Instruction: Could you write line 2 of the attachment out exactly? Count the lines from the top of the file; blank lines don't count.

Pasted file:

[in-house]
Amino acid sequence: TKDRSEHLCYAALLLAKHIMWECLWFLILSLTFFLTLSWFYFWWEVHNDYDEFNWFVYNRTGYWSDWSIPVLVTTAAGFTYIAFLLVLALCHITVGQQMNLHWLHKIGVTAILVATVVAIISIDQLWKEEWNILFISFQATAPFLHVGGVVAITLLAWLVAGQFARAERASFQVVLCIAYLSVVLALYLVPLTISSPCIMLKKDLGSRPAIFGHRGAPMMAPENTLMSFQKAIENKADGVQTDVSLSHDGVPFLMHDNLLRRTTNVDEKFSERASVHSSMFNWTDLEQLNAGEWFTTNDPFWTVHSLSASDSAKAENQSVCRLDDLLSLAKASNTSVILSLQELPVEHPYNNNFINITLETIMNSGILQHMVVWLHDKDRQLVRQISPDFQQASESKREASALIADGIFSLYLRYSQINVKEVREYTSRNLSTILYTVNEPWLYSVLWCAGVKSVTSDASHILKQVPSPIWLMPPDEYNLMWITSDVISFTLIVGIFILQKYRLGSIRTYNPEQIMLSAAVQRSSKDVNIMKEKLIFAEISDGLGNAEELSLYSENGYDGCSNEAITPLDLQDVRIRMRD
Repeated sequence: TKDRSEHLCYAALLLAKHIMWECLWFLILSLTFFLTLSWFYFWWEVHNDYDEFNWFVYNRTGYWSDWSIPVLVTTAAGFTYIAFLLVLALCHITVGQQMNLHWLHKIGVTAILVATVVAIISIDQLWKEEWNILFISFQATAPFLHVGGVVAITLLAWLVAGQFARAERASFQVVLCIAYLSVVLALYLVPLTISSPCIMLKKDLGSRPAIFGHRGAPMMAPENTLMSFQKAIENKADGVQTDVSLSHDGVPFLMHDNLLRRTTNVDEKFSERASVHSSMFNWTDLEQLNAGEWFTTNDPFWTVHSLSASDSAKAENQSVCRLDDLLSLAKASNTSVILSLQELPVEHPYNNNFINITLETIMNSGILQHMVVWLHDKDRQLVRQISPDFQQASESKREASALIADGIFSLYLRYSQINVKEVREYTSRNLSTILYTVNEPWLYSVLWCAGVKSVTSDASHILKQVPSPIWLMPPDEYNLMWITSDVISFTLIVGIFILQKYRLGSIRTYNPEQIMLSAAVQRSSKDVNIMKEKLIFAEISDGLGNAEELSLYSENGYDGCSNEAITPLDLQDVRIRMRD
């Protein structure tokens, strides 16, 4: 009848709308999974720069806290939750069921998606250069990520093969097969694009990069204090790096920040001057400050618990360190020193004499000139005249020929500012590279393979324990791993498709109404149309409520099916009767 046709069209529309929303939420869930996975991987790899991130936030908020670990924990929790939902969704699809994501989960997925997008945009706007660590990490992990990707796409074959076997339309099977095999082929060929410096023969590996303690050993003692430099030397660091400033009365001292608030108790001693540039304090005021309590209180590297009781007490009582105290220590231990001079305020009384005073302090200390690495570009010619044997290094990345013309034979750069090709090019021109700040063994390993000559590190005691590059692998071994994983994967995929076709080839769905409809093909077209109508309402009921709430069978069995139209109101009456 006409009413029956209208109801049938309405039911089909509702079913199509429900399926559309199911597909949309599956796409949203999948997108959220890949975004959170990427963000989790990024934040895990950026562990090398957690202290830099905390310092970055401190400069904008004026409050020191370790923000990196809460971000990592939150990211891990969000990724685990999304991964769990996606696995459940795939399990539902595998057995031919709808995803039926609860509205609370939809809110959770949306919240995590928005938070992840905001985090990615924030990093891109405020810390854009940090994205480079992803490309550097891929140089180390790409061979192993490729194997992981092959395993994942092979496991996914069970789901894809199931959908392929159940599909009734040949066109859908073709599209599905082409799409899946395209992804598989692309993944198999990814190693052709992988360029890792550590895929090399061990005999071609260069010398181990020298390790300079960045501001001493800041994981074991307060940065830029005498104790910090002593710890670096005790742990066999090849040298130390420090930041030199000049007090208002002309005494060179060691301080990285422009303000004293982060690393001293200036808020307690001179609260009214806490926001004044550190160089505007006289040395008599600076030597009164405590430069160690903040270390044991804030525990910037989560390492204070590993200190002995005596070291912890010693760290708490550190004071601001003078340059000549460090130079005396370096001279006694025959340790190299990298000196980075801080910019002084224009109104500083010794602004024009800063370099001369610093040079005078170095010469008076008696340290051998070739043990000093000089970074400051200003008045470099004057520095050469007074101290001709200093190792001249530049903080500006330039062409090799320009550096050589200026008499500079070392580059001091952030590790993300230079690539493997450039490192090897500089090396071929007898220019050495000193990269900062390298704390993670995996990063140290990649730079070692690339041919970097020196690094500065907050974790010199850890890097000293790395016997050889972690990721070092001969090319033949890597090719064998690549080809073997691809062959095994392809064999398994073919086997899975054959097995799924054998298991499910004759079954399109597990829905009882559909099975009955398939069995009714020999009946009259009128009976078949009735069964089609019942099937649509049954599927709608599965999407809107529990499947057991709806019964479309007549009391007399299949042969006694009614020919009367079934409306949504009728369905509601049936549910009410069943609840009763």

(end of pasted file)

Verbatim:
Amino acid sequence: TKDRSEHLCYAALLLAKHIMWECLWFLILSLTFFLTLSWFYFWWEVHNDYDEFNWFVYNRTGYWSDWSIPVLVTTAAGFTYIAFLLVLALCHITVGQQMNLHWLHKIGVTAILVATVVAIISIDQLWKEEWNILFISFQATAPFLHVGGVVAITLLAWLVAGQFARAERASFQVVLCIAYLSVVLALYLVPLTISSPCIMLKKDLGSRPAIFGHRGAPMMAPENTLMSFQKAIENKADGVQTDVSLSHDGVPFLMHDNLLRRTTNVDEKFSERASVHSSMFNWTDLEQLNAGEWFTTNDPFWTVHSLSASDSAKAENQSVCRLDDLLSLAKASNTSVILSLQELPVEHPYNNNFINITLETIMNSGILQHMVVWLHDKDRQLVRQISPDFQQASESKREASALIADGIFSLYLRYSQINVKEVREYTSRNLSTILYTVNEPWLYSVLWCAGVKSVTSDASHILKQVPSPIWLMPPDEYNLMWITSDVISFTLIVGIFILQKYRLGSIRTYNPEQIMLSAAVQRSSKDVNIMKEKLIFAEISDGLGNAEELSLYSENGYDGCSNEAITPLDLQDVRIRMRD